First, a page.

10:32 PM | Posted in ,
Senator Klobuchar took to the floor of the United States Senate to voice her support for the Lilly Ledbetter Fair Pay Restoration Act. The bill is a reaction to a Supreme Court ruling that there are time limits on pay discrimination lawsuits. For more information, you can visit the National Organization of Women background info page.

It is a sad reality that--88 years after the 19th amendment gave women equal voting power, and 45 years after the passage of the Equal Pay Act--it still takes women 16 months to earn what men can earn in 12 months.

When I travel around my State and talk to the women in my State, I find these women are not simply looking for a handout or preferential treatment. All they are asking for is a fair and equal chance to make a fair and decent living. That is why it is so important the Senate take up the Lilly Ledbetter Fair Pay Act on the Senate floor this week.

This important legislation will reverse a 2007 Supreme Court ruling--Ledbetter v. Goodyear--that significantly limited the rights of individuals to sue for gender-based

discrimination. The facts that gave rise to Lilly Ledbetter's case have been told, but I think they should be told again. She was a hard worker. People can picture her right now. I have met her many times. She is a delightful person. She worked at Goodyear Tire as a manager for 20 years.

When she started, all the employees at the manager level started at the same pay. She knew she was getting the same pay as the men doing the same job. But early in her tenure as manager, the company went to a ``merit-based'' pay system.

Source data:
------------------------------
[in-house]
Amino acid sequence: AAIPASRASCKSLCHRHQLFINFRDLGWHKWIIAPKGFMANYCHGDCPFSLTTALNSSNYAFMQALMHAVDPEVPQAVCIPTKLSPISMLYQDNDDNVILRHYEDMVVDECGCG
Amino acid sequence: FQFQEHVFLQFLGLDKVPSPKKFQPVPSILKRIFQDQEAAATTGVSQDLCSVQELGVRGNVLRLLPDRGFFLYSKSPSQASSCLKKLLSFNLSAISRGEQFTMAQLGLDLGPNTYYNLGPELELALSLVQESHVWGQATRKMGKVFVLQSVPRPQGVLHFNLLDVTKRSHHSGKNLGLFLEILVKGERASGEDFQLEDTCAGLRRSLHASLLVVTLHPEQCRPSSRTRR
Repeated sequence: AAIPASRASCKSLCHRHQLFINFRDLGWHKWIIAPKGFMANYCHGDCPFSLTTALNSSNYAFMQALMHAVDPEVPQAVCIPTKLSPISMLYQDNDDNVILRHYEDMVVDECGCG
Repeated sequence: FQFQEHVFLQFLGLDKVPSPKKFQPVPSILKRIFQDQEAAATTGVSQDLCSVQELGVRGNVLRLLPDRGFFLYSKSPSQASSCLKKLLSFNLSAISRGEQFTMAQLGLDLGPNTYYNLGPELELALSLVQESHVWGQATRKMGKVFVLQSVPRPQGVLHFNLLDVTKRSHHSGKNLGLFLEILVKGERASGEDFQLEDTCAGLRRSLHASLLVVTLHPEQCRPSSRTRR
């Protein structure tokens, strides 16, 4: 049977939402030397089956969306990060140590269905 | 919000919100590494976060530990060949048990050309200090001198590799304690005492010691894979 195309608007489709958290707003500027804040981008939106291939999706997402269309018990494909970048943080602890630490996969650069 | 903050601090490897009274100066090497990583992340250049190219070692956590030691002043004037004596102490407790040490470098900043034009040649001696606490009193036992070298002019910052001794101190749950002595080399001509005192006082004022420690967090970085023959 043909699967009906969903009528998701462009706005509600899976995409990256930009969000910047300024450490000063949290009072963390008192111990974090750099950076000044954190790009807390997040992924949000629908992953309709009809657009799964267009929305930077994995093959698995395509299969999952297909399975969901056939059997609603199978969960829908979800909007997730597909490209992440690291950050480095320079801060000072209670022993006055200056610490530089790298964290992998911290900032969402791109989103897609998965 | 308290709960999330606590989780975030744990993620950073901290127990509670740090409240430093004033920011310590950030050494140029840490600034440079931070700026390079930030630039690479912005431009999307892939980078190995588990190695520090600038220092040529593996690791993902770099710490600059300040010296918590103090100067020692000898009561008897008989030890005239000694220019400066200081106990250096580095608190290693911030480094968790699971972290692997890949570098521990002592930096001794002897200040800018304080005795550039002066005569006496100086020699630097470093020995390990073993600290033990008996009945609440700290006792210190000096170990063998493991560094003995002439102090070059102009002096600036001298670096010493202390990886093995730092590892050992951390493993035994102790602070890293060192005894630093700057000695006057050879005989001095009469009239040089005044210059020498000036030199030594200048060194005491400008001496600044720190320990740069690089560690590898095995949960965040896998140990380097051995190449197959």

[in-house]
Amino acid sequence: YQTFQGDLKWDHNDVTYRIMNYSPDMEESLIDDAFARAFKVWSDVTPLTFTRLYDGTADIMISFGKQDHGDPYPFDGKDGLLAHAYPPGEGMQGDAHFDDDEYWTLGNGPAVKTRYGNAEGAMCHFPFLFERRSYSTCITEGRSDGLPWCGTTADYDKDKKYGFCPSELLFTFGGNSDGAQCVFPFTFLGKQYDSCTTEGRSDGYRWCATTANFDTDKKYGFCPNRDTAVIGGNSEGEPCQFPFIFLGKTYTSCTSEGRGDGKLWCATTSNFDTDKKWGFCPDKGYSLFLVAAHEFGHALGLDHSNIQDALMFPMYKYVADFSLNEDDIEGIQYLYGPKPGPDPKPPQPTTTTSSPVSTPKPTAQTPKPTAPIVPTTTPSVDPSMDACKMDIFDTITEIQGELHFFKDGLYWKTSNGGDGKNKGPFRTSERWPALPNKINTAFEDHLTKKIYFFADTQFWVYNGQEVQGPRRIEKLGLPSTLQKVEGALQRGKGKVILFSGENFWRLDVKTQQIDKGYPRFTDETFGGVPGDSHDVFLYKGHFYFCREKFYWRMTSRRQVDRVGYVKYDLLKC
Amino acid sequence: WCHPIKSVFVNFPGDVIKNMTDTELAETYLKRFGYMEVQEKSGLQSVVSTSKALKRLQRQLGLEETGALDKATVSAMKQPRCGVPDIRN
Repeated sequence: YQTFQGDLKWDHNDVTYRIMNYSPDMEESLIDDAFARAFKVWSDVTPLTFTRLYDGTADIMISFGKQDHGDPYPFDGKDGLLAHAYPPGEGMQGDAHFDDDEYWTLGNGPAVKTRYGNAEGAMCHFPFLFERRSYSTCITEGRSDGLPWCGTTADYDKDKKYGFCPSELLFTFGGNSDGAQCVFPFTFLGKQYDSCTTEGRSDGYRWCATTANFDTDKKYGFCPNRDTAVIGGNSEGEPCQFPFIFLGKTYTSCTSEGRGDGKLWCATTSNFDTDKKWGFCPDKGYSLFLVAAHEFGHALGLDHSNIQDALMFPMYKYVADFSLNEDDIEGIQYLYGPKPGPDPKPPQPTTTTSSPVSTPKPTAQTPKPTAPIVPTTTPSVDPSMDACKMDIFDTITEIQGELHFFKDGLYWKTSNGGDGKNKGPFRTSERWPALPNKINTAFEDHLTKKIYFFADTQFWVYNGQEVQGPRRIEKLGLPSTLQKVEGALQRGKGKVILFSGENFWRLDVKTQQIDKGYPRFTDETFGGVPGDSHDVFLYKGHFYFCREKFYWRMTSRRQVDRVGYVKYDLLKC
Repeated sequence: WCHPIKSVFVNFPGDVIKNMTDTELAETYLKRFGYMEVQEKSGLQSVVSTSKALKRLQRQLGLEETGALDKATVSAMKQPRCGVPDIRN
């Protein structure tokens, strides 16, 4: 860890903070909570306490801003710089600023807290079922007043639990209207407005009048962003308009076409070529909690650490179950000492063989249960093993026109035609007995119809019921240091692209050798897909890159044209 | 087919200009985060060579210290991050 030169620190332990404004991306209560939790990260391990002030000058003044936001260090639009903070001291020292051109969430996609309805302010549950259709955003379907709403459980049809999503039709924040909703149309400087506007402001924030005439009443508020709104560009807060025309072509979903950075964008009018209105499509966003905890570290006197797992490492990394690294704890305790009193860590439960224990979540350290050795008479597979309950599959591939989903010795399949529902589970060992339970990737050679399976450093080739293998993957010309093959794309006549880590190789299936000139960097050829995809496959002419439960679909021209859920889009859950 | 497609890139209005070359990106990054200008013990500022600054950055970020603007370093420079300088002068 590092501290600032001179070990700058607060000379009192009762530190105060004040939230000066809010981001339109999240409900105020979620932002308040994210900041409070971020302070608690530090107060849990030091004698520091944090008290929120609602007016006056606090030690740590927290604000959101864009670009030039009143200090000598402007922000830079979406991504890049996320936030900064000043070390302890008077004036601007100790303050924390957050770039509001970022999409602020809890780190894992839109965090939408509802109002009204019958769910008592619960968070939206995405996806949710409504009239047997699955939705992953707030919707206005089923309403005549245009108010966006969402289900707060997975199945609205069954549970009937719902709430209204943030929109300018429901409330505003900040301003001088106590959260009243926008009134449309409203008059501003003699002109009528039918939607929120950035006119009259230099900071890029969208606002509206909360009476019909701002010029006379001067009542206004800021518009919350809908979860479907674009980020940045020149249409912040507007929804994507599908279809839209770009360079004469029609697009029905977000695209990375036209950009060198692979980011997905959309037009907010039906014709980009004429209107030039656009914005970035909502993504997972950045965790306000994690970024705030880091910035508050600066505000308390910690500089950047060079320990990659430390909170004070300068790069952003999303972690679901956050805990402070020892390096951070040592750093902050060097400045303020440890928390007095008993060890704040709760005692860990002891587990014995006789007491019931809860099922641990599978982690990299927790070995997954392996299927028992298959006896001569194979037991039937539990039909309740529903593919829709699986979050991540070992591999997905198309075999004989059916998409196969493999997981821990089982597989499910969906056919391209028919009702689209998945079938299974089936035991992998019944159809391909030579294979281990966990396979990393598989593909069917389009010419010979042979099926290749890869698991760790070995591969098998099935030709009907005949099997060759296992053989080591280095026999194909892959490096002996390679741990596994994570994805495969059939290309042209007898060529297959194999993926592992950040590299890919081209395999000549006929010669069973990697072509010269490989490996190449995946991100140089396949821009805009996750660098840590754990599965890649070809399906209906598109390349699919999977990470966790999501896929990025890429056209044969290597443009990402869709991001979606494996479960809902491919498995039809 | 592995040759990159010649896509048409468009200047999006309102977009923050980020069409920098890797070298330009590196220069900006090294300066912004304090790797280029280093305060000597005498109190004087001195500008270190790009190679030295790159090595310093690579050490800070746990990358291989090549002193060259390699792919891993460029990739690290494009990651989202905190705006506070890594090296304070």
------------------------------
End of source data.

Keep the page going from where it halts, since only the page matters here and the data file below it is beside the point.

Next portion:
Payment records were kept confidential, as they are in many companies, and Lilly did not think to ask what her male colleagues were making. She was happy to be a manager. She did not think to look at her pay raise and to ask if the men in the department were getting the same pay the day the paychecks came out. I do not think many people think about running around and asking their colleagues if they are getting the same amount of money for the same work.

As the years passed by, the pay differential between what she made and what the male managers were making just kept getting bigger. It was only after getting an anonymous note from a coworker telling her she was not paid as much as the male managers that she finally realized what was happening. Soon after getting that note, she filed a legal complaint. But that was many years after the discrimination began.

At trial, Lilly Ledbetter was easily able to prove discrimination. She could show what she did, she could show what the men did, and she could show the difference in pay. In fact, the jury found that sex discrimination accounted for a pay differential of as great as 25 percent between Lilly and her male counterparts. You can think about how that adds up over 20 years of working.

However, Goodyear appealed the jury's ruling, and the Supreme Court, in a 5-to-4 decision, decided that Lilly filed her case too late. Essentially, they ruled she would have had to have filed within 180 days of Goodyear making its first discriminatory act.

Now, you ask, how would she have known this unless she was nosey and going around trying to look at people's paychecks? But this, as absurd as it sounds, is what the Court said.

Although the Court's decision completely ignores the realities of the workplace--that employee records are confidential and there is no reasonable way to know when discrimination starts--we now have an opportunity to bring the realities to light.

We should pass the Lilly Ledbetter Fair Pay Act and allow a claim to be filed as long as the paychecks reflecting discrimination continue to be issued. In doing so, we will restore the original intent of the Civil Rights Act and the Equal Pay Act.